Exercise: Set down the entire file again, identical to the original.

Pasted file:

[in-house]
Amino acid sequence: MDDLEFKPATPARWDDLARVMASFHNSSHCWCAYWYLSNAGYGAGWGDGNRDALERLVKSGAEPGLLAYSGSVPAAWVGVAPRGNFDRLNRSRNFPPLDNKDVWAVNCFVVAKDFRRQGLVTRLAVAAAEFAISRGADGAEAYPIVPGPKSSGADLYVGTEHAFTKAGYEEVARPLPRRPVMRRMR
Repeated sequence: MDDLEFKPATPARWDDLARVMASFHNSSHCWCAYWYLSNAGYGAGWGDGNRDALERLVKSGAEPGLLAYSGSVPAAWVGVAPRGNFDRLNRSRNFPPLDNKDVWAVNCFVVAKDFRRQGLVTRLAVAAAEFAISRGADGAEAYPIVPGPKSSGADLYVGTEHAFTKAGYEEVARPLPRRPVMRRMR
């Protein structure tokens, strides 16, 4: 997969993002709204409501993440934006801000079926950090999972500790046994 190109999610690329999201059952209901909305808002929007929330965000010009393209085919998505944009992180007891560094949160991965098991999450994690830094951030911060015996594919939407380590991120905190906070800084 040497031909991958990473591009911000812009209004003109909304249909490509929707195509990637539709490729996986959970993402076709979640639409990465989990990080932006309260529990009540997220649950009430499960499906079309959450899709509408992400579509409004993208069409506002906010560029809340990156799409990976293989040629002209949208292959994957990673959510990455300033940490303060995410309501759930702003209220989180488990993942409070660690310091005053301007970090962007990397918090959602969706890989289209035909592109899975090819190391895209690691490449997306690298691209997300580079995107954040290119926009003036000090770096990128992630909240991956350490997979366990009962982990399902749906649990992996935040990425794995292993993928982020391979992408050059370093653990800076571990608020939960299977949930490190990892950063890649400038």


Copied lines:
[in-house]
Amino acid sequence: MDDLEFKPATPARWDDLARVMASFHNSSHCWCAYWYLSNAGYGAGWGDGNRDALERLVKSGAEPGLLAYSGSVPAAWVGVAPRGNFDRLNRSRNFPPLDNKDVWAVNCFVVAKDFRRQGLVTRLAVAAAEFAISRGADGAEAYPIVPGPKSSGADLYVGTEHAFTKAGYEEVARPLPRRPVMRRMR
Repeated sequence: MDDLEFKPATPARWDDLARVMASFHNSSHCWCAYWYLSNAGYGAGWGDGNRDALERLVKSGAEPGLLAYSGSVPAAWVGVAPRGNFDRLNRSRNFPPLDNKDVWAVNCFVVAKDFRRQGLVTRLAVAAAEFAISRGADGAEAYPIVPGPKSSGADLYVGTEHAFTKAGYEEVARPLPRRPVMRRMR
């Protein structure tokens, strides 16, 4: 997969993002709204409501993440934006801000079926950090999972500790046994 190109999610690329999201059952209901909305808002929007929330965000010009393209085919998505944009992180007891560094949160991965098991999450994690830094951030911060015996594919939407380590991120905190906070800084 040497031909991958990473591009911000812009209004003109909304249909490509929707195509990637539709490729996986959970993402076709979640639409990465989990990080932006309260529990009540997220649950009430499960499906079309959450899709509408992400579509409004993208069409506002906010560029809340990156799409990976293989040629002209949208292959994957990673959510990455300033940490303060995410309501759930702003209220989180488990993942409070660690310091005053301007970090962007990397918090959602969706890989289209035909592109899975090819190391895209690691490449997306690298691209997300580079995107954040290119926009003036000090770096990128992630909240991956350490997979366990009962982990399902749906649990992996935040990425794995292993993928982020391979992408050059370093653990800076571990608020939960299977949930490190990892950063890649400038």